It has also been declared time and time again that the justice of the peace court of the court of first instance on appeal will not be ousted of its jurisdiction by mere averments of title to the property. The most recent cases in which this rule was affirmed and reaffirmed are Savinada vs. Tuason, et al., 1 G.R. No. L-2132 (1949); Loo Soo vs. Osorio2 G.R. No. L-1364 (1951); Cruz vs. Lansang,3 G.R. No. L-2332 (1950); De los Reyes vs. Elepaño, et al., G.R. No. L-3466 (1950); Mediran vs. Villanueva, 37 Phil., 27432. In Mediran vs. Villanueva, supra, a leading case which paved the way for the now prevailing doctrine, Mr. Justice Street, speaking for the court, adverted that "in considering this problem the averments of the complaint and character of the relief sought are primarily to be consulted" but that "it would be a mistake to suppose that . . . . the defendant in such an action (can) defeat the jurisdiction of the magistrate's court by setting up title in himself." "The fact which defeats the jurisdiction of the court of the justice of the peace," it is said, "is the necessity to adjudicate the question of title, and the mere circumstance that proof of title is introduced at the hearing or that claim of ownership is made by either or both parties is immaterial." See also in this connection Medel vs. Militante, 41 Phil., 526; Fabie vs. Gutierrez David, 42 Off. Gaz., 511, 75 Phil., 536, Facundo vs. Santos, 44 Off. Gaz., No. 3, 860, 77 Phil., 733.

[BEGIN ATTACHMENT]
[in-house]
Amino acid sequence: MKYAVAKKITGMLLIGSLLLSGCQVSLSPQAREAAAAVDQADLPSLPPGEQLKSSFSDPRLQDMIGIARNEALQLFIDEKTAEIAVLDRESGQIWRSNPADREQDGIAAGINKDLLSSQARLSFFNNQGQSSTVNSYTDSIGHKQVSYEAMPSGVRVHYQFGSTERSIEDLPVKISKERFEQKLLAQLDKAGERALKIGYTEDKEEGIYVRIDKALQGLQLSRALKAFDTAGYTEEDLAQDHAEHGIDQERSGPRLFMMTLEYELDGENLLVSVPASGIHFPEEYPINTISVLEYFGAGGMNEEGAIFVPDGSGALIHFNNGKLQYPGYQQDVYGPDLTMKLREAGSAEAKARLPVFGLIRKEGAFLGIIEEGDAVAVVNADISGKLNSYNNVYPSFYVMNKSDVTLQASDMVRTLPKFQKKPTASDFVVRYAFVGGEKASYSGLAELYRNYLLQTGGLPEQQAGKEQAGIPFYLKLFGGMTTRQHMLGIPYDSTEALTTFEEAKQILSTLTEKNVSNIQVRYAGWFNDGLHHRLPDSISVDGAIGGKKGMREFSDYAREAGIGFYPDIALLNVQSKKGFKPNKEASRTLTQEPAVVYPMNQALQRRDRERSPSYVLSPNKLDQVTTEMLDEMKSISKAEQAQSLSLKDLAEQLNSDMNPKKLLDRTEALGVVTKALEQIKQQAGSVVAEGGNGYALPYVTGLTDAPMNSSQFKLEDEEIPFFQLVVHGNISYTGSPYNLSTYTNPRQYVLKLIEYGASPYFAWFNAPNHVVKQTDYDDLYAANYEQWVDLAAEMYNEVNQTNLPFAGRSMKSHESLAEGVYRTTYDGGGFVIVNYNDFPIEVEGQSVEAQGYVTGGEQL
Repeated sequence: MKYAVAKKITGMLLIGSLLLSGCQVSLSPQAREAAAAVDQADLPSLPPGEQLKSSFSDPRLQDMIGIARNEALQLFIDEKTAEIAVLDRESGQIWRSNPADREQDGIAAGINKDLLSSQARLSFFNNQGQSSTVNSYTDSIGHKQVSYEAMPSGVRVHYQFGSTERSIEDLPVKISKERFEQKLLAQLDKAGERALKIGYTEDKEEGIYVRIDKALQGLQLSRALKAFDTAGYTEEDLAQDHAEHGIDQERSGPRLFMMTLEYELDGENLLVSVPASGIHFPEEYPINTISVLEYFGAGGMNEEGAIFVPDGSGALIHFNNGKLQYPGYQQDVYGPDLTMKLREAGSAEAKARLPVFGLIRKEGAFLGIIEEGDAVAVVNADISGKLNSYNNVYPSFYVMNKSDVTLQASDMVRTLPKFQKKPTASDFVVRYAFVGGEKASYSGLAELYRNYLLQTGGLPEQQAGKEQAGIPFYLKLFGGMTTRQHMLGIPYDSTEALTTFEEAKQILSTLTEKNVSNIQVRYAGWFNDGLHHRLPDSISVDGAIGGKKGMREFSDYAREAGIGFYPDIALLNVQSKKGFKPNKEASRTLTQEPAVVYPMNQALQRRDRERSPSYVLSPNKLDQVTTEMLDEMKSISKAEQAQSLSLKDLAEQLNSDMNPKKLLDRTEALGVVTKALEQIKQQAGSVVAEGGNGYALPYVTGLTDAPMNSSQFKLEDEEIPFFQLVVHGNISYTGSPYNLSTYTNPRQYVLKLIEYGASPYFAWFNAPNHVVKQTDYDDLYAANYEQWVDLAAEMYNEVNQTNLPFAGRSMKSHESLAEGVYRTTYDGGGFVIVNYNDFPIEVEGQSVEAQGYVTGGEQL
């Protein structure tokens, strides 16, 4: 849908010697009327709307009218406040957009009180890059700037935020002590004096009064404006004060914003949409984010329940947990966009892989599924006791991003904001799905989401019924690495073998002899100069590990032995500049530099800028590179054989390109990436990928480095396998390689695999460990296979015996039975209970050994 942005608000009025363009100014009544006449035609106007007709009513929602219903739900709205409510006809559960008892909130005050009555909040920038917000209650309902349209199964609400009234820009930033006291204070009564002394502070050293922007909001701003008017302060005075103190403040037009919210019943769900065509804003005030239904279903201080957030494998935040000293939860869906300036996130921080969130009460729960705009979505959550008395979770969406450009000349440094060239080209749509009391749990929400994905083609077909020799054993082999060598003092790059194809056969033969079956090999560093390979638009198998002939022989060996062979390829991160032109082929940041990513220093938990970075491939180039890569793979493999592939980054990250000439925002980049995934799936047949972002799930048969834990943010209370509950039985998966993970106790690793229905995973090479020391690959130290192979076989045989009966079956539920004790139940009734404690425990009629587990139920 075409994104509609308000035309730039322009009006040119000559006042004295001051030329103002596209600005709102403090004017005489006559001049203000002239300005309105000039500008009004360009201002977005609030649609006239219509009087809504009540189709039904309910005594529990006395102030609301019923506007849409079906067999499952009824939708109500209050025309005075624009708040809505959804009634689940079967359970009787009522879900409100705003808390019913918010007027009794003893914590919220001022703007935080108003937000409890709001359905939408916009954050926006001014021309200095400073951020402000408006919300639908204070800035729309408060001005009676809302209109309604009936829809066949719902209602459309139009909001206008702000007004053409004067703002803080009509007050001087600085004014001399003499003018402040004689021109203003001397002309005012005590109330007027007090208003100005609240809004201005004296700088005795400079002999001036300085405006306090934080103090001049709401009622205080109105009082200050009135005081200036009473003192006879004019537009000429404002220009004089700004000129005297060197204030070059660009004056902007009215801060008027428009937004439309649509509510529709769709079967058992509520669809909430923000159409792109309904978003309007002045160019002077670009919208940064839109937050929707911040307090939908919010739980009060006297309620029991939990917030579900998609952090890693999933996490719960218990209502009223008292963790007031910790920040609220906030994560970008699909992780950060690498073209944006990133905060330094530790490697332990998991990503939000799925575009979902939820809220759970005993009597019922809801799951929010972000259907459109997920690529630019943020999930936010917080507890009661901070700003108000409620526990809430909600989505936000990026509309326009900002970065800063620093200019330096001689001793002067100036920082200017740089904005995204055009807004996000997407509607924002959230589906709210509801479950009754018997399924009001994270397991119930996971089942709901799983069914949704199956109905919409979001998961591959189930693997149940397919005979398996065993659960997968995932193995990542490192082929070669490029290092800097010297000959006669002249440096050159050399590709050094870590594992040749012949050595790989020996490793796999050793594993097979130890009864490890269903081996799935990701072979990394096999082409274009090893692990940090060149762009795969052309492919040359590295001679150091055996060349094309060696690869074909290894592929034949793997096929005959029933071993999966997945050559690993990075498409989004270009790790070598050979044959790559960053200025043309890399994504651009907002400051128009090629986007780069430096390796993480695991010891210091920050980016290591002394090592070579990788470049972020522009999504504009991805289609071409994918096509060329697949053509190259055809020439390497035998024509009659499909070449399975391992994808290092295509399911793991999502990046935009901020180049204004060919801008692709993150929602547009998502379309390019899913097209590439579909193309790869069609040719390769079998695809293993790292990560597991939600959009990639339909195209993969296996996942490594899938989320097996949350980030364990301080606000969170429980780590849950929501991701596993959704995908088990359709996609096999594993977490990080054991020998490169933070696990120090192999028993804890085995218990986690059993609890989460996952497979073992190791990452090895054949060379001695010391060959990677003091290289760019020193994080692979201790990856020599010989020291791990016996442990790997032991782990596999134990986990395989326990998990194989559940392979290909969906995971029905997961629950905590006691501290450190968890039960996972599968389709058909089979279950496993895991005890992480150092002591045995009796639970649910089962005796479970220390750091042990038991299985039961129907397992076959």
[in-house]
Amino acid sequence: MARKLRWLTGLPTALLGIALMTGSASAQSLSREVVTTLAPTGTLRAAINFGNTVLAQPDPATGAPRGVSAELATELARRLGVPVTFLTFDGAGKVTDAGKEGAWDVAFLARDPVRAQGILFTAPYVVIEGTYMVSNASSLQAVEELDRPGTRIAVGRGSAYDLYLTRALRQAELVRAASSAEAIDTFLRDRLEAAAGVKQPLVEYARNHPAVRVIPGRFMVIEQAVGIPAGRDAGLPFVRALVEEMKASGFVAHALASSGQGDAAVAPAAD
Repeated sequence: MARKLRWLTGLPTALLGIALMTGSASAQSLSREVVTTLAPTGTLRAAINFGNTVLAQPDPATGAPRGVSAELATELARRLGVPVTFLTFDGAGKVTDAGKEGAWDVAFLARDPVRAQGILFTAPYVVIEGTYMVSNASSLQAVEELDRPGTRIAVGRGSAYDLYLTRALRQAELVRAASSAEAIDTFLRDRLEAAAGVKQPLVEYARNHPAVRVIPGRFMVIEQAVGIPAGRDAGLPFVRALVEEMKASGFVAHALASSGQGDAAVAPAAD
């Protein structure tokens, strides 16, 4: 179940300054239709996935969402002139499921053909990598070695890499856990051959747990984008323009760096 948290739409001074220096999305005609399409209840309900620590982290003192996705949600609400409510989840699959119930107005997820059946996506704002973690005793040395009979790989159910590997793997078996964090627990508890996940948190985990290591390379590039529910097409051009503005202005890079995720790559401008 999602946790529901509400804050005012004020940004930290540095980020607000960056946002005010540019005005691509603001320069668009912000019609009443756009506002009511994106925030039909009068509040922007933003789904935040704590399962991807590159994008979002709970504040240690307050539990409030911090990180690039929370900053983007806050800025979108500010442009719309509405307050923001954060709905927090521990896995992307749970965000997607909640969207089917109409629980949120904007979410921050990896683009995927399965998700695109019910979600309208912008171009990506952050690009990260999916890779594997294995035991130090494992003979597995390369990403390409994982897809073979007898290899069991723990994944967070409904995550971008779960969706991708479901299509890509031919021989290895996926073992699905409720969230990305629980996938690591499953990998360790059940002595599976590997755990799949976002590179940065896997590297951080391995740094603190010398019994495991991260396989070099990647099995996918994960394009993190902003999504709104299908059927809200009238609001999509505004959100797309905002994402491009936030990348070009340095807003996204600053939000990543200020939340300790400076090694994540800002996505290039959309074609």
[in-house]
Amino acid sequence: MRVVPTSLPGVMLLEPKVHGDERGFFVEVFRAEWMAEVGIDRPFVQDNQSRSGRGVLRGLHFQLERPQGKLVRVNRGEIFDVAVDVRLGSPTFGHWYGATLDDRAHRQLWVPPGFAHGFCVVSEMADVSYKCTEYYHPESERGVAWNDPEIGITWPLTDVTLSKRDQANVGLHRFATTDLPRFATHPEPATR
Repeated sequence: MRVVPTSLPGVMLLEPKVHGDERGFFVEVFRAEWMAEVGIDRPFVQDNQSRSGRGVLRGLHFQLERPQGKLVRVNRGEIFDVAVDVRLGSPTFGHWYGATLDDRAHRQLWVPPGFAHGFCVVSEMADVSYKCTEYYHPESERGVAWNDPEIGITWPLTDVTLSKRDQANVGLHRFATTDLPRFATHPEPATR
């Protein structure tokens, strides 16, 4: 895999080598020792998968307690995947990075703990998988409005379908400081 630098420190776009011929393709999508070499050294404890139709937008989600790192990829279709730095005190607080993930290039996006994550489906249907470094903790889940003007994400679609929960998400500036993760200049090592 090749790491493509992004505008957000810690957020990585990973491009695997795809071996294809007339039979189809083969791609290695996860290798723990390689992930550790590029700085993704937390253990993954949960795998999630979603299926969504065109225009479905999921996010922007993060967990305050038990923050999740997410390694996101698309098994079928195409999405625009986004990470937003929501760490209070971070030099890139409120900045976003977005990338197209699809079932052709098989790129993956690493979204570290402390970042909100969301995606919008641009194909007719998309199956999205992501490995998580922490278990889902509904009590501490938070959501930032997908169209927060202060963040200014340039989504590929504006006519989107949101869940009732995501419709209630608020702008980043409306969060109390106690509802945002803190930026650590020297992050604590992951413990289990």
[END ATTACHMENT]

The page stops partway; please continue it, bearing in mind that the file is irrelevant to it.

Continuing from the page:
The main thesis of the court's opinion is the supposition that "petitioner Filomena has presented evidence to make out a prima facie case and a meritorious claim that the question of possession. . . . could not be decided without first determining title to the same."